A growing number of young European Muslims often find themselves caught between their faith and the social expectations placed on them to be “discreet” with their religious practices.
Objectives of the seminar
To explore the concept of Islamophobia and its relevance in Europe today;
To share and analyse the realities and manifestations of Islamophobia and discrimination faced by young Muslims across the Member States of the Council of Europe;
To examine the perceptions and the manifestations of Islamophobia in todayâ€™s societies;
To collect examples of good practice in overcoming prejudice and promoting inter-community relations and inter-religious co-operation with young people;
To identify criteria for good practices on intercultural and inter-religious youth work;
To identify strategies and approaches to prevent Islamophobia and its consequences on young people;
To examine similar forms of racial discrimination and intolerance involving young people, such as: Anti-Semitism, Romaphobia and racism against visible minorities;
To raise awareness of Islamophobia and mobilise institutions and organisations active against discrimination in the fight against it;
To propose measures for political and educational action aimed at increasing understanding and respect for religious diversity among young people in Europe;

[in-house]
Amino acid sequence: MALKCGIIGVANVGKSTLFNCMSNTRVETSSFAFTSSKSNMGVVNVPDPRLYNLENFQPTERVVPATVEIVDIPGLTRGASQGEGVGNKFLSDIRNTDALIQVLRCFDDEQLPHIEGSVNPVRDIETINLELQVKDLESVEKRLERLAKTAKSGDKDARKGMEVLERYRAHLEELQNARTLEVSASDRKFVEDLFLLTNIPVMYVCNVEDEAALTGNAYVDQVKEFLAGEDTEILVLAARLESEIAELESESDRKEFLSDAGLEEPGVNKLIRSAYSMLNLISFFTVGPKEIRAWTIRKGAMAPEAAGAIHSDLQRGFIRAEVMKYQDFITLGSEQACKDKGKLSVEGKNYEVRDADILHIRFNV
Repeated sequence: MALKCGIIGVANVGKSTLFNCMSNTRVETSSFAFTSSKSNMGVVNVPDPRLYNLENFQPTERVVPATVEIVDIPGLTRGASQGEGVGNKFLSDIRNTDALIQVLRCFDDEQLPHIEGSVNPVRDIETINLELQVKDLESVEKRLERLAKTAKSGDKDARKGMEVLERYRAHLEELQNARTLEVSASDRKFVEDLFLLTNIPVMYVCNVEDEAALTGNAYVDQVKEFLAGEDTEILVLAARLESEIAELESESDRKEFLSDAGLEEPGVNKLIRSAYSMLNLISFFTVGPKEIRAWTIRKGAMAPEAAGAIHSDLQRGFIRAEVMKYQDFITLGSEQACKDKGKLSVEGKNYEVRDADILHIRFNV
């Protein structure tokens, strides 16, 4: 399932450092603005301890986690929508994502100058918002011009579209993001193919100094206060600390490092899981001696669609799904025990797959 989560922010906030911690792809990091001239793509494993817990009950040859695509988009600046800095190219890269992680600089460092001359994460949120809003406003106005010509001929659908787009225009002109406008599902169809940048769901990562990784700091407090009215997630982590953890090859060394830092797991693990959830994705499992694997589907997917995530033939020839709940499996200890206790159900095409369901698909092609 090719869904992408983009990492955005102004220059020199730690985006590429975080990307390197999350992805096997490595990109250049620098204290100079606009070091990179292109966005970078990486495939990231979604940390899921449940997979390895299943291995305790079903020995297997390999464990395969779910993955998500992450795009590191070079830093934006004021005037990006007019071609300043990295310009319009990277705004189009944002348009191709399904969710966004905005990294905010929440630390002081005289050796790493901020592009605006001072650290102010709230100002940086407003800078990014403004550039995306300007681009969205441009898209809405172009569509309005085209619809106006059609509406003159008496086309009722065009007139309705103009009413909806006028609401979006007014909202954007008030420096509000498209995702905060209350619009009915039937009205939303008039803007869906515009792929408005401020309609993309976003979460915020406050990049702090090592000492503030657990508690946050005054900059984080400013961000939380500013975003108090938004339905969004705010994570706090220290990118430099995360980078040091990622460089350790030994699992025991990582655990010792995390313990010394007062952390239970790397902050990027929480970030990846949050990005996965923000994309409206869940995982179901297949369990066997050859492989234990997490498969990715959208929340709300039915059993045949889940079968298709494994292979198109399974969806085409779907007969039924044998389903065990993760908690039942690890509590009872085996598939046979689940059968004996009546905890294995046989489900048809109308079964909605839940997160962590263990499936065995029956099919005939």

To promote co-operation between Muslim and other young people and faith-based youth organisations in Europe;
To explore the local reality in Budapest in relation to the topic of the seminar.
Methodology and programme of the seminar
The programme of the seminar is being developed in a way that allows an exchange of realities and problems faced by young people in relation to Islamophobia and other forms of discrimination as well as examples of good practice. It also seeks to explore the reality and the relevance of the concept of Islamophobia in the work for equality and against discrimination. Plenary sessions will therefore alternate with working groups and practical workshops where it is expected that the experiences and concerns of young people will be discussed in more depth. The seminar will build on principles of non-formal education applied in education and training activities of the Directorate of Youth and Sport and will therefore carry an in-built component of intercultural learning and active participation. The social and cultural environment of Budapest will be used to get to know the multicultural reality of the city and to give a practical meaning to the work of the seminar.
The seminar will propose recommendations and guidelines for action by institutions and organisations concerned.
More information: Seminar Islamophobia